As John suggested, there are several possible remedies (some better than others). At NCPA we propose making it harder for a physician to collect his or her fees unless there is an arms-length signed agreement. For example, a “meeting of the minds” is required under contract law for a contract to be enforceable. It’s pretty easy to argue a signed form presented to the patient by the business office admissions clerk does not really represent a meeting of the minds.

    Alternatively, a hospital could be on the hook for some surprise fees if the facility did not make a good faith effort to connect doctor and patient. Doctors and hospitals will say, “that’s too much of a burden!” But, the hospital has to ensure a physician has appropriate credentials. Why would it be a burden to ensure the physician is either a member of X,Y and Z networks and or has a sheet with the estimated fees. It is works for plumbers, air conditioner repairmen, and every other service worker, why should one profession be exempt when the funds are an order of magnitude higher? Hospitals will say “wait a minute, we don’t employ the doctors, we cannot make them do anything!” That’s also a bogus argument. If a physician wants to work in a given facility, they can abide by some standard operating procedures. Those procedures should include clear disclosure of fees. Doctors would be free to charge what they believe the market would bear. But they would not have the benefit of a surprise bill after-the-fact. There would be time to seek the service elsewhere.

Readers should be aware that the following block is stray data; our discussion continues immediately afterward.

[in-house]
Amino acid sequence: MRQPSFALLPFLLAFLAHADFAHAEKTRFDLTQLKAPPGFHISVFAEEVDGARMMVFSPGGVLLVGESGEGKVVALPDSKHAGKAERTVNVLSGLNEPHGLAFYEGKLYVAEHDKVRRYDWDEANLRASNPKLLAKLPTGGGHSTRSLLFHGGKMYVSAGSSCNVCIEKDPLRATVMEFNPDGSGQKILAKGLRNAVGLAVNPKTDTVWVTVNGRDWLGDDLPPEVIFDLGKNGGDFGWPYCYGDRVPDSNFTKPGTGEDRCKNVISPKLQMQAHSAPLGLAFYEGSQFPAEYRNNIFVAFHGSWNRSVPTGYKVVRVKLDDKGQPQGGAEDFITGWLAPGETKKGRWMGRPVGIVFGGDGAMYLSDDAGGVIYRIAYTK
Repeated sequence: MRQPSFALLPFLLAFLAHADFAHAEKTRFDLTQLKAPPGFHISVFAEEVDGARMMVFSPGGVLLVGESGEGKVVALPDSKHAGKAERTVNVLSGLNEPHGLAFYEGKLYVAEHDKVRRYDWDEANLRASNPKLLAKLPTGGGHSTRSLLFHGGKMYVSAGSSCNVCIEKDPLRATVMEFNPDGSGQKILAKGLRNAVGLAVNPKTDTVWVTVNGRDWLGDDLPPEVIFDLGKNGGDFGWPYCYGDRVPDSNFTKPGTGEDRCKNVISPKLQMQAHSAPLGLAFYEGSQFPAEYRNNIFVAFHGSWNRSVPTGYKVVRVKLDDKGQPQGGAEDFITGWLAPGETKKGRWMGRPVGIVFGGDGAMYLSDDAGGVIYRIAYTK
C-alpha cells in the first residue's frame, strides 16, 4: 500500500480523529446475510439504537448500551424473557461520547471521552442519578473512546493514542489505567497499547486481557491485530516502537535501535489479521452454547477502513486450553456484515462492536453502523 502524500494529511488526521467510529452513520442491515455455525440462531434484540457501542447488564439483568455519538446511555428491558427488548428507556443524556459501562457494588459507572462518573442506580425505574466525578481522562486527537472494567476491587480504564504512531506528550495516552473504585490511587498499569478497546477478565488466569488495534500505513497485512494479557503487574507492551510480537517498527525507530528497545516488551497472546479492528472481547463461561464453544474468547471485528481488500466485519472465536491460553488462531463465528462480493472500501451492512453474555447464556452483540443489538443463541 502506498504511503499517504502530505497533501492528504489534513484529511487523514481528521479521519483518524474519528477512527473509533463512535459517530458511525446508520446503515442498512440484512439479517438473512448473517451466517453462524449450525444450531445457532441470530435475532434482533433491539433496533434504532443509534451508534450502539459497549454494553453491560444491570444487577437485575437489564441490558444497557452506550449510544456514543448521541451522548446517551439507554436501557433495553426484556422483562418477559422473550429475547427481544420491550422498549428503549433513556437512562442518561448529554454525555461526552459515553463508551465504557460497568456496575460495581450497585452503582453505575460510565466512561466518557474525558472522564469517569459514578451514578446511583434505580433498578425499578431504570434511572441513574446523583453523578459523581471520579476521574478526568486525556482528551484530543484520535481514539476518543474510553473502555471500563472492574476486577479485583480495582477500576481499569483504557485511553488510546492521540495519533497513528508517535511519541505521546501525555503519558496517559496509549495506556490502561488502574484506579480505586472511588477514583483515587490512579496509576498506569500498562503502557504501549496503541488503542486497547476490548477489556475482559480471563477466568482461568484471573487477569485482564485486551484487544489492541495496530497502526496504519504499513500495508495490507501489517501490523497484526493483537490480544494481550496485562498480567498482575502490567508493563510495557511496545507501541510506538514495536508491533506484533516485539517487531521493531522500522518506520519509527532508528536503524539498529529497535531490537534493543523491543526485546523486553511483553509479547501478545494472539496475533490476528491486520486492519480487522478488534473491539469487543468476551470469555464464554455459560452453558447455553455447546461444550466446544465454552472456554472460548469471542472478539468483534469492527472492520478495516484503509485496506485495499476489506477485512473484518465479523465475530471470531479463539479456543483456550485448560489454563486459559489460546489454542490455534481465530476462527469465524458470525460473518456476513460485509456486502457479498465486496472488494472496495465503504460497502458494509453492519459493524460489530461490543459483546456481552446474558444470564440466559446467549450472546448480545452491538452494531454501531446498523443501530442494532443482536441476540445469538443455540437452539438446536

• Exactly! This is not an insurmountable problem. It is just that the system is structured such that without tearing it down and rebuilding it from scratch (e.g. third-party payment, licensing of physicians, laws regarding corporate practice of medicine) there will be unintended consequences of any solution.

      There was an event hosted by Brookings Institution a few days ago, in which the bias of the panel was that Congress should try to solve this problem. Nothing could be worse!

      Far better that individual states continue to address it, perhaps even by passing laws with sunset clauses, to ensure the issue is revisited as new information emerges.

  2. Ron Greiner says:

    John, you wish for, “hospitals and specialists depend on patients directly for their incomes.” hahaha – YOU have decided that insurance should be outlawed altogether.

    Maybe John Americans should be free to finance health care as they choose, an old American tradition. Maybe you should be talking about how the tax code enables high earners like you to write off employer-based insurance premiums and save so much in taxes.